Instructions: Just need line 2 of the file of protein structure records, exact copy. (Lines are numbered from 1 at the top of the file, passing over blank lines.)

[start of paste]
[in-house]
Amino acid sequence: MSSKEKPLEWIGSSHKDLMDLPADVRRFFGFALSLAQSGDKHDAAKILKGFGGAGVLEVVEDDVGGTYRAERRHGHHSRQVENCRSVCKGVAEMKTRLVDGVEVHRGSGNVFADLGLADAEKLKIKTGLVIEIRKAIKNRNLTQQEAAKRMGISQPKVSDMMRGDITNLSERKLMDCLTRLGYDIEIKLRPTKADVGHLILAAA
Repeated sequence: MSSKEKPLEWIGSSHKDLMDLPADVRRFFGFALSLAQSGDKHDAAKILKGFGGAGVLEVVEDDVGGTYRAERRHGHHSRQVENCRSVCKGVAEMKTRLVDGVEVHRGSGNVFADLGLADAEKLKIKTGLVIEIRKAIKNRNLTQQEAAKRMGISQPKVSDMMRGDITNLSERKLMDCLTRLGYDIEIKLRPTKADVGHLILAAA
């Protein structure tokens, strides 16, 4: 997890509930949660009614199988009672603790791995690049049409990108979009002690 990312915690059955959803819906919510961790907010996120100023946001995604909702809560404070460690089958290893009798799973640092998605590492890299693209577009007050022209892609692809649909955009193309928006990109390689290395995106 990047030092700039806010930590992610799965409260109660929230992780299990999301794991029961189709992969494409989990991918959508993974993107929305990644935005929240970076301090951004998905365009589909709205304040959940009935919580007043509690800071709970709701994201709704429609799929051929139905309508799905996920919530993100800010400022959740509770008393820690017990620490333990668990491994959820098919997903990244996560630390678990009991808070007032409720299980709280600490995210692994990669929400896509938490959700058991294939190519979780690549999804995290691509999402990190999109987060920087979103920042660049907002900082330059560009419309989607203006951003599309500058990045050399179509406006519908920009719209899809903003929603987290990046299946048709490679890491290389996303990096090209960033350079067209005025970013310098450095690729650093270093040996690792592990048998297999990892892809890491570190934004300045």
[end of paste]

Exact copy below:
Amino acid sequence: MSSKEKPLEWIGSSHKDLMDLPADVRRFFGFALSLAQSGDKHDAAKILKGFGGAGVLEVVEDDVGGTYRAERRHGHHSRQVENCRSVCKGVAEMKTRLVDGVEVHRGSGNVFADLGLADAEKLKIKTGLVIEIRKAIKNRNLTQQEAAKRMGISQPKVSDMMRGDITNLSERKLMDCLTRLGYDIEIKLRPTKADVGHLILAAA